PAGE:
- There will still be a need for labor in an automated world, especially when it comes to labelling and tagging data, Mark Cuban said at a Lerer Hippeau Ventures' event
- However, President Donald Trump creating factories for manufacturing does not prepare the workforce for the future, Cuban added
Mark Cuban believes automation is inevitable, but that doesn't mean that blue collar jobs are going away.
Instead of manufacturing, workers will be doing more data-related tasks, like labeling and tagging information.
"In order for machine learning, deep learning, etc. to be effective and work the most quickly, the more data that is tagged and defined and labeled correctly the quicker everything goes," Cuban said at the Lerer Hippeau Ventures CEO Summit in New York on Tuesday. "The equivalent of low-end skilled labor today... will be labeling and tagging data."
"It's going to be the job of the future," he added.
However, the current way factories are being built and the emphasis on traditional manufacturing jobs doesn't bode well for employees, Cuban said. Government should work towards educating and supporting the workforce to prepare for a day when those jobs don't exist.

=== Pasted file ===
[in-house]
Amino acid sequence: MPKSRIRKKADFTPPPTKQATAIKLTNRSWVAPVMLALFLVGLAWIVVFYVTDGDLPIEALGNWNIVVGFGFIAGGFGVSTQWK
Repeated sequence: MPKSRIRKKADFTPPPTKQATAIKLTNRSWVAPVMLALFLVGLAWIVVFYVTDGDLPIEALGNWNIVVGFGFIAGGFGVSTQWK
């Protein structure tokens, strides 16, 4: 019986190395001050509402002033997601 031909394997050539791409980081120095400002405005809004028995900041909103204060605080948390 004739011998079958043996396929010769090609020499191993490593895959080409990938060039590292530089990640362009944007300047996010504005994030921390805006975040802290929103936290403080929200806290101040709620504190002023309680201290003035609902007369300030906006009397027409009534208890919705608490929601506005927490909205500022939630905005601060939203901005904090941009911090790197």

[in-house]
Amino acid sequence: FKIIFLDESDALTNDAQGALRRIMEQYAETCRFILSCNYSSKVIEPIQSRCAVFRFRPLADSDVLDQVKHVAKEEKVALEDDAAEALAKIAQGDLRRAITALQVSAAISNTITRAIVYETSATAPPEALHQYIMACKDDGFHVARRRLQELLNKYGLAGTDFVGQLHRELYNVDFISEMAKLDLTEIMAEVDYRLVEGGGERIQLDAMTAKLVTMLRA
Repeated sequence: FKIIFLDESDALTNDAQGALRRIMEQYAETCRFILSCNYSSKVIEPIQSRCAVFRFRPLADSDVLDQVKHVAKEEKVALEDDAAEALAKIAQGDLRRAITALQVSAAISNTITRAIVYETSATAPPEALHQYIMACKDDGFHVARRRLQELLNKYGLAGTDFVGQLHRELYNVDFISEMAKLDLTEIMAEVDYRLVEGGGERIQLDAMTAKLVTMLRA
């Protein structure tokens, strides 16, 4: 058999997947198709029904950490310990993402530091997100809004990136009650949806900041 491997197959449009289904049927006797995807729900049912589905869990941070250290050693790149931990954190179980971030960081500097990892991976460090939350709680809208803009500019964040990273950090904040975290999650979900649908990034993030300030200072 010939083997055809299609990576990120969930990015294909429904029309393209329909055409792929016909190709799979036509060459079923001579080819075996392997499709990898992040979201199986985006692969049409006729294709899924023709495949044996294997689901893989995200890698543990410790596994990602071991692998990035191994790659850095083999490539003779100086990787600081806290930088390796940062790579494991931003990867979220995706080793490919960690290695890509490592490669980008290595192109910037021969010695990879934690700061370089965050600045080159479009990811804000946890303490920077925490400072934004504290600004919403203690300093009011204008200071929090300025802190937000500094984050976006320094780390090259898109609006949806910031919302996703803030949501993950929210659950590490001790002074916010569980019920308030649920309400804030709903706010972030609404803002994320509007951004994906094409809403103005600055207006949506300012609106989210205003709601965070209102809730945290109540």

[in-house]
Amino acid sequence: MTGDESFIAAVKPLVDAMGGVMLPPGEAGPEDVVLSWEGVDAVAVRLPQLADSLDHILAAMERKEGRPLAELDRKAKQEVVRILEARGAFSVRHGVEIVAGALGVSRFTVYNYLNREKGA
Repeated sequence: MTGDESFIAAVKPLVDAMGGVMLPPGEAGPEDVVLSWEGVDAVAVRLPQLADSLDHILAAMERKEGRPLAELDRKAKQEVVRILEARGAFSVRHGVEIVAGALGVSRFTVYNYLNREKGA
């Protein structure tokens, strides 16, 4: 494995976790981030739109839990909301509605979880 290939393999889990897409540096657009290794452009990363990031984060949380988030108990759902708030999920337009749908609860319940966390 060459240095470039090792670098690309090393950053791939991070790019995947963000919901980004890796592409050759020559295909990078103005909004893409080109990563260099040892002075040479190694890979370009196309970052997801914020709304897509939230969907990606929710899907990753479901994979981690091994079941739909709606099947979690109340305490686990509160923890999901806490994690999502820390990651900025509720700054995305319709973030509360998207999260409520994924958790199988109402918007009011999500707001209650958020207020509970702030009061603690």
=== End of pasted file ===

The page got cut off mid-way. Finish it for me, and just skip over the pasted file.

"The stupid thing about [President Donald] Trump taking credit for these factories is every single one of those companies is going to have less employees simply because they built those factories," Cuban said.
Artificial intelligence is getting more important because speed of processors has lead to greater advances, Cuban said. The best use of AI is when companies Amazon predict what people want to buy and offer them suggestions, which also puts the company in a great position for the future.
"Amazon is a data company," Cuban said. "To me, that is the world's greatest startup."
Cuban, who previously told CNBC he wouldn't rule out running for president, reiterated he is considering a bid. However, if he runs, he believes he will be running against President Mike Pence, as he doesn't think Trump will last until the next election cycle.
"The goal of not having a politician [be president]... there's value to that," Cuban said.